LoD Democratic Realities: The Participatory Universe. The world is divided into two competing concepts of reality: 1 one, expressed by experience in the physical world as Aristotle argued, and another, Platonic reality expressed by the human mind in abstract holistic terms comprised of intellectual laws, mathematics, concepts, theories, ideals, values, and norms. Transcending these two visions of reality is the democratic participatory principle.
The great theoretical physicist John Archibald Wheeler has added the essential idea that: cPhysics give rise to observer-participant, observer-participant gives rise to information, information gives rise to physics. d 2 Thus the universe explains observers, and observers explain the universe. 3 Wheeler thereby rejected the notion of the universe as a machine subject to fixed a priori laws and replaced it with a self-synthesizing world he called cthe participatory universe. d 4 Wheeler projected into concrete form the impact on the entire universe of the role of observer-participators in the evolutionary process revealed by the cosmos, 5 just as previously 1 Some individuals like George W. Bush are pathological liars who have difficulty relating to reality, as reported by Mary Jacoby c The dunce d in Salon.com 16 Sept 2004, The same topic was explored earlier by William ... more. less.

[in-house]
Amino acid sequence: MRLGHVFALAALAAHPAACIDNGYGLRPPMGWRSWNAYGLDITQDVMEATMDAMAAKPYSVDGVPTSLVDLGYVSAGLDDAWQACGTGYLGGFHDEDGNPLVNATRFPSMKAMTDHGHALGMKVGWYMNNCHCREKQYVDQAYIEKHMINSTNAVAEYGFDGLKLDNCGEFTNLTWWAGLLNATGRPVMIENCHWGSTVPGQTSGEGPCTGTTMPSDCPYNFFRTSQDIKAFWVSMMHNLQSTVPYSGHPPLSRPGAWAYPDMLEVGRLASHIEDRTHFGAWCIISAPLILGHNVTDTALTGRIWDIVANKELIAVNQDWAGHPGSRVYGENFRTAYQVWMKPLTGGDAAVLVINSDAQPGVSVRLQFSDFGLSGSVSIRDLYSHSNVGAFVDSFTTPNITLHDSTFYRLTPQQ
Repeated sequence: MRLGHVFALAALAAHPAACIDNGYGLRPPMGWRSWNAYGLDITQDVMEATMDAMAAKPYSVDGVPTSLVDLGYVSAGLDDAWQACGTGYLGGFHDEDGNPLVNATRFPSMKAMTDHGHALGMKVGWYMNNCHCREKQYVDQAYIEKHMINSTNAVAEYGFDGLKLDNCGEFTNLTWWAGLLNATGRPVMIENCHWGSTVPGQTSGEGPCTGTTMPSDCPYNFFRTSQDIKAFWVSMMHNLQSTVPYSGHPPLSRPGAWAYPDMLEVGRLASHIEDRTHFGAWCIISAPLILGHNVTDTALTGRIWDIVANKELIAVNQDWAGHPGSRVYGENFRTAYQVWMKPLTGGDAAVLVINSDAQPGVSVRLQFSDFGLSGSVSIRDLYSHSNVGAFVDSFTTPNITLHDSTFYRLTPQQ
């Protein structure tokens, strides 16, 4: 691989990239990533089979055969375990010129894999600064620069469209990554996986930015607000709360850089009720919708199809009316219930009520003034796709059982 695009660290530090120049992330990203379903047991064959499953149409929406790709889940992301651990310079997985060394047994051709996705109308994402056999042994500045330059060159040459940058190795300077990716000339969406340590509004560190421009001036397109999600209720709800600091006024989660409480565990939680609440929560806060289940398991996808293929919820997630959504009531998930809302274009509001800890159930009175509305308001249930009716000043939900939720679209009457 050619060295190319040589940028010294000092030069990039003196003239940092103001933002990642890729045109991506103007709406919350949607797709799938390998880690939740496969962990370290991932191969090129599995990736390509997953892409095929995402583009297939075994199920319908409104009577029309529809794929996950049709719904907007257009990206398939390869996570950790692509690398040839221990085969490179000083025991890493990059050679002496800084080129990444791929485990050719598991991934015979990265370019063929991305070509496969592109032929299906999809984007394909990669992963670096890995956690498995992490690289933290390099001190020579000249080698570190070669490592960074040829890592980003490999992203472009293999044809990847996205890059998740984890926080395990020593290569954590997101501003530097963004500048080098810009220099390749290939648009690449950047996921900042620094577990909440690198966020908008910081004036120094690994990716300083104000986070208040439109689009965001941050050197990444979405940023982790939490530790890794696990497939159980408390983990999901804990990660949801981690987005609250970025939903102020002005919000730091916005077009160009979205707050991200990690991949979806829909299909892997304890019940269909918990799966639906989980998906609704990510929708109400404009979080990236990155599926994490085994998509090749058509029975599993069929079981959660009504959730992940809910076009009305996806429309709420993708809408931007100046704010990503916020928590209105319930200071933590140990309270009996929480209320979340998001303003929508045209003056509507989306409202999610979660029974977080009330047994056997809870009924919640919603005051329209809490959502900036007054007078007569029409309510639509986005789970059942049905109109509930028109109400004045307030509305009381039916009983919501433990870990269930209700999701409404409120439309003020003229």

Saletan, You Can Make It With Plato: Bush 9s Difficult Relationship With Reality, in Slate , Sunday, Feb.<br><br> 8, 2004 . 2 J. Wheeler, cInformation, Physics, Quantum: The Search for Links, d in Proceedings of the 3 rd International Symposium on the Foundation of Quantum Mechanics, Tokyo, 1989, p.<br><br> 354. 3 The concept of a self-explanatory loop is reflected in the ancient mystical symbol of the Ouroboros, represented as a snake eating its own tail. The image of Ouroboros seen here is from a drawing by Theodoros Pelecans, courtesy Wikipedia.<br><br> 4 Wheeler 9s more precise definition was ca self-referential deductive axiomatic system d [see cInformation, Physics, Quantum d infra , note 3, at p. 357], discussed in P. Davies, Cosmic Jackpot 249 (2007).<br><br> 5 Vincent G. Potter, S.J., Charles S. Peirce On Norms & Ideals xvii-xviii, 179-801 (1997).<br><br> 1 depicted by the early 20 th century American polymath Charles S. Peirce (1839-1914). This evolutionary process, according to Peirce, is ultimately governed by what he described as "creative love": the movement that "projects creations into interdependence and drawing them into harmony." 6 These visions fit well within the c highly improbable d realities that, in fact, explain human existence.<br><br> M. C. Escher, 1948, Lithograph.<br><br> Image of Drawing Hands. 491 x. 425 pixels (55KB).<br><br> Holistic reality . Consistent with the philosophy and science of the contemporary era that defines cthe participatory universe d we are constituted by reality and reality is constituted by us, as Escher 9s cDrawing Hands d depicts, not as a circular cause and effect process but as an essential recursive constitutive process. Accordingly, to understand reality we have to understand first how we are constituted by it and how we constitute reality.<br><br> Planning, according to this view is not about setting goals and designing the means to achieve them. Planning is about raising consciousness of our holistic nature. 7 The Myths of Great Men .<br><br> Human civilization is marked by myths about reality. In an attempt to sustain their fantastic world-view of Earth as the center of the universe. (the "Ptolemaic theory"), in the 12th-century, the Catholic Church established an Inquisition against heretics.<br><br> In an attempt by the Supreme Court of the United States to sustain the unjust doctrine of white supremacy black slaves were precluded the right of citizenship because they were cpersons of an inferior position in society. d 8 African Americans were later forced to suffer the cseparate but equal d treatment of discriminatory education for their children. 9 In addition, the imposition by capital of hardship working conditions on workers was upheld as a ccontract 6 Peirce, infra note 5, at 176. 7 E-mail from H.López-Garay, to LoD, Mon.<br><br> July 16, 2007. 8 Dred Scott v. Sanford , 60 U.S.<br><br> (19 How.) 393 (1857). 9 Plessy v. Fergusin , 163 U.S.<br><br> 537 (1896). 2 right. d 10 Those three doctrines were eventually given up when the leaders of church and state could no longer sustain their erroneous and unjust imposition in the face of revealed realities. During the 1930s, years of the Great Depression and the New Deal offered by President Roosevelt, the Court ended the unjust treatment of workers that disregarded reality and authorized the exercise of legislative discretion for enacting social legislation.<br><br> 11 This followed recognition of the adverse impact of long work hours upon the cphysical and moral health of workers and upon the vitality, efficiency and prosperity of the nation. d 12 The Supreme Court, in 1954, upheld the right to cequal protection d ending discrimination against African American children in public school facilities. 13 This followed findings of sociologists, anthropologists, psychologists and psychiatrists who documented the intangible harm to black school children caused by the doctrine of cseparate but equal d public school facilities. 14 Religious leaders ultimately found the wisdom, in 1979, during a centennial celebration of the birth of Albert Einstein, to recognize "the profound harmony that can exist between the truths of science and the truths of faith." 15 At that time, Pope John Paul II, called for ctheologians, scholars and historians, d to study cthe Galileo case more deeply and, in loyal recognition of wrongs from whatever side they come, will dispel the mistrust that still opposes, in many minds. d 16 Nevertheless, the U.S.<br><br> Government persists in imposing a primitive marketplace morality for allocating use of the broadcast spectrum, which is a great public resource owned by the American people, 17 blind to realities of communications values for a literate, healthful, just and democratic society that is sustainable in the 21 st century planetary civilization. The avowed purposes of the Communications Act of 1934, 18 was to maintain the control of the United States over all the channels of communications by wire and radio, for the cmaximum benefit of 10 Lochner v. New York , 196 U.S.<br><br> 45 (1905). 11 Nebia v. New York , 291 U.S.<br><br> 502 (1934); West Coast Hotel v. Parish, 300 U.S. 379 (1937); United States v.<br><br> Caroline Products Co ., 304 U.S. 144 (1938). 12 Muller v.<br><br> Oregon , 208 U.S. 412, 419-20 n.1 (1908), citing brief filed by Mr. Louis D.<br><br> Brandeis; Bunting v. Oregon , 243 U.S. 426, 433 (1917), citing brief of counsel Felix Frankfurter.<br><br> 13 Brown v. Board of Education , 347 U.S. 483 (1954).<br><br> 14 Id . at 404 n.11. 15 Proceedimgs of the Pontifical Academy of Sciences , November 10, 1979.<br><br> 16 Id . 17 Columbia Broadcasting System, Inc. v.<br><br> Democratic Nat 9l Committee , 412 U.S. 94, 125 (1973. 18 48 Stat.<br><br> 1064 (1934), as amended 47 U.S.C.A. § 151 et seq. 3 all the people of the United States. d 19 The statutory scheme for guidance of the Federal Communications Commission in the exercise of its specifically enumerated functions provides that in the exercise of those functions by the Commission, cthe public interest, convenience, and necessity will be served & d 20 However, the F.C.C.<br><br> and Federal Courts have obstinately failed and refused to define and enforce the meaning of the cpublic interest d standard of the Communications Act. 21 It was claimed in one appellate court opinion the cpublic interest d standard is cis too vague a criteria for administrative action. d 22 This objection is baseless; it is an illegitimate rejection of the normative standard that is essential to serve the holistic purposes of electronic communications in a democracy. Guiding the utilization of the broadcast spectrum to serve the cpublic interest d is a commitment to rules and value standards, which would serve not merely the broadcasters 9 ideas in pursuit of wealth and power but rather to insure, cmaximum benefit of all the people d ( e.g ., sustainability instead of marketability).<br><br> For example, broadcast programming based on meaningful community dialogue addressing the ccontroversial issues of importance to the public d 23 would most likely secure significant betterment of American life and government. Instead, F.C.C. authorization of broadcasters 9 discretionary control over broadcast programming allows a narrow focus on superficial infotainment, manipulative sex, and gratuitous violence without meaningful participation of communities directly affected by programming decisions.<br><br> This is an abdication of the vital functions of democratic government guided by the myths that disregard reality. The purpose is to defeat the democratic cpublic interest d and instead, serve decadent capitalist self- interests driven by the old laissez faire now called cmarket fundamentalism d 24 or Kleptocracy: 25 "The transferring of wealth from commoners to the upper classes." Similarly, the practices of lawyers who assert monopoly powers over legal services required by indigent litigants, services which are not offered in the marketplace, have been 19 National Broadcasting Co. v.<br><br> United States , 319 U.S. 217 (1943). 20 47 U.S.C.A.<br><br> §§ 303, 307(a), 309(a) (1976). 21 See e.g ., c U.S. Court abdicates law for media ideology , d in FINS ; V.<br><br> Schreibman , The Marketplace of Broadcasters 9 Ideas (Amicas 1987). 22 Banzhaf v. F.C.C.<br><br> , 405 F.2d 1082, 1096 & n.58 (D.C. Cir. 1968), cert.<br><br> denied , 396 U.S. 842 (1969). 23 Red Lion Broadcasting Co.<br><br> v. F.C.C .. 395 U.S.<br><br> 367, 377 (1969). 24 J.E. Stiglitz, Globalization and its Discontents (2002).<br><br> 25 J.M. Diamond, Guns, Germs, and Steel s 268-69 (1997) (Pulitzer Prize winner in 1998). 4 imposed by an obstinate failure and refusal of Federal and State Courts to enforce antitrust laws and the constitutional rights of indigent litigants.<br><br> 26 Photo image of Kitty and Ken Galbraith in Vermont (20K) Richard Parker, John Kenneth Galbraith 532 (2005). 27 The threat to men of great dignity, privilege and pretension is not from the radicals they revile; it is from accepting their own myth. Exposure to reality remains the nemesis of the great-a little understood thing.<br><br> All who articulate the convenient belief should never worry about their critics, only revelation of the truth. 28 The ability to sustain such unjust doctrines will continue only insofar as privileged groups are able to impose their fantastic perceptions of reality upon ordinary citizens. The defeat of social reality by privileged groups cannot be sustained in the long term, however, under a normative charter for democratic government.<br><br> The Constitution of the United States is a normative charter for democratic government designed as an instrument of cWe the People of the United States d to link the ultimate ends of democratic government articulated in the Preamble c to form a more perfect Union & d with the paramount realities of everyday life. The normative form of planning and design, 29 deployed in the context of the emerging planetary civilization, 30 could be a particularly powerful tool for realization of the vision of reality describing cthe participatory universe d offered by philosophy and science. Updated 05:20 AM EST; Wednesday, February 13, 2008.<br><br> 26 Letter to the Chairman, Hon. John Conyers, Jr., Judiciary Committee, U.S., House of Representatives,Vigdor Schreibman, Challenging injustice in the new agora, Part II, Courts of Robbery , in FINS. 27 Richard Parker, John Kenneth Galbraith 532 (2005).<br><br> 28 Parker, at p. 268. 29 See e.g., FIGURE 1 , Normative Frame for Futures Creation, in LoD.<br><br> 30 See e.g., Schreibman, V. and Christakis, A.N. (2007) c New agora: new geometry of languaging and new technology of democracy: the structured design dialogue process d, Int.<br><br> J. Applied Systemic Studies , Vol. 1, No.<br><br> 1, pp. 15-31, in LoD. 5<br><br>